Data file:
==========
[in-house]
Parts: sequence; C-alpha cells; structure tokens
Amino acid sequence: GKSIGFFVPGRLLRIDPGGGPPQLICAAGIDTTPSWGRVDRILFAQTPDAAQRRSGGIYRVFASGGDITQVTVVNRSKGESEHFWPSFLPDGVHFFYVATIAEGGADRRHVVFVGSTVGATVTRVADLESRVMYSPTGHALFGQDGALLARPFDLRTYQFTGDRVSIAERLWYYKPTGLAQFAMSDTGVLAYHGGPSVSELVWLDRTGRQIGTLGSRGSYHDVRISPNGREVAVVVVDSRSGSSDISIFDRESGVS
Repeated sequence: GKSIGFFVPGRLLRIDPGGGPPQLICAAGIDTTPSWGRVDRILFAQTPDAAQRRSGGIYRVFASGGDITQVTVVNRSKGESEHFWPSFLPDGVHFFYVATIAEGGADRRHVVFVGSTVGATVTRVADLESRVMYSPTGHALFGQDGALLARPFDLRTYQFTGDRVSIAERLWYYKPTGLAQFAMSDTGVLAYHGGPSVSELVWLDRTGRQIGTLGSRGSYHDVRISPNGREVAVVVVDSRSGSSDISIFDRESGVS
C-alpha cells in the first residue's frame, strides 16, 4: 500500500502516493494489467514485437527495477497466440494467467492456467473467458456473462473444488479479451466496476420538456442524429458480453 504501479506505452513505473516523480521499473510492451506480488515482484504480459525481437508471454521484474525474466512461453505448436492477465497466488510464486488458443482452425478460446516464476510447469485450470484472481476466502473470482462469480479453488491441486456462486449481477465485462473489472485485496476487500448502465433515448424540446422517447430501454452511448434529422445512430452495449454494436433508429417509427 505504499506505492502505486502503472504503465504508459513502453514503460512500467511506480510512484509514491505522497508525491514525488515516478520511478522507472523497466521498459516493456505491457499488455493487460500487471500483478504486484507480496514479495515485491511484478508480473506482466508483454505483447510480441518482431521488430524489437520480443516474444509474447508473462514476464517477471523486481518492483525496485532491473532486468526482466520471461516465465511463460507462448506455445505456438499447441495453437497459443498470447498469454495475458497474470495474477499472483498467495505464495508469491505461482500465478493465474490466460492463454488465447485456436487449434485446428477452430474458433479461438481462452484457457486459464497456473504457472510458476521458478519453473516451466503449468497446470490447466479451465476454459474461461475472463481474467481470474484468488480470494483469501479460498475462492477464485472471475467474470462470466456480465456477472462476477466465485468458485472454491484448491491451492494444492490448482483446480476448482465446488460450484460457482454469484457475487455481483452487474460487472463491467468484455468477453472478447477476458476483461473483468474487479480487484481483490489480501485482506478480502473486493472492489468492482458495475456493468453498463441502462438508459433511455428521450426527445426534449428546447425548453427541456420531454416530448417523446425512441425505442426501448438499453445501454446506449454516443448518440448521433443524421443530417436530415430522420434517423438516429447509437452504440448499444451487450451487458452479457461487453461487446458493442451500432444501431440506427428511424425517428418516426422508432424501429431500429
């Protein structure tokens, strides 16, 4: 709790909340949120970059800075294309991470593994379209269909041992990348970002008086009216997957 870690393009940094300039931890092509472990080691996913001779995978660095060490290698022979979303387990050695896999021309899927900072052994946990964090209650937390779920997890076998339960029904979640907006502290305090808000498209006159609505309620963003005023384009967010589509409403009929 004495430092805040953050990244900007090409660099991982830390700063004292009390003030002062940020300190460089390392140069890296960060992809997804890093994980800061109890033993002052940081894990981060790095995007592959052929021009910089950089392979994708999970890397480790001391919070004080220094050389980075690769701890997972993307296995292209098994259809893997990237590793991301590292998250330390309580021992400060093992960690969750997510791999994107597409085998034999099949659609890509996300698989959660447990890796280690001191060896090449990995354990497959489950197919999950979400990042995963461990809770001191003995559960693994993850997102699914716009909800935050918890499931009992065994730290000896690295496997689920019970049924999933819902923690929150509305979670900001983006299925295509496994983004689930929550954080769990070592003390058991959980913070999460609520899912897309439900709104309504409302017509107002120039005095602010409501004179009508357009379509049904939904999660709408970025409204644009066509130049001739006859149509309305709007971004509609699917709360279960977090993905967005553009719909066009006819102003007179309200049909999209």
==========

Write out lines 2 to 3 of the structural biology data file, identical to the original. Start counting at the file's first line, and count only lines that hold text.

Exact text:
Parts: sequence; C-alpha cells; structure tokens
Amino acid sequence: GKSIGFFVPGRLLRIDPGGGPPQLICAAGIDTTPSWGRVDRILFAQTPDAAQRRSGGIYRVFASGGDITQVTVVNRSKGESEHFWPSFLPDGVHFFYVATIAEGGADRRHVVFVGSTVGATVTRVADLESRVMYSPTGHALFGQDGALLARPFDLRTYQFTGDRVSIAERLWYYKPTGLAQFAMSDTGVLAYHGGPSVSELVWLDRTGRQIGTLGSRGSYHDVRISPNGREVAVVVVDSRSGSSDISIFDRESGVS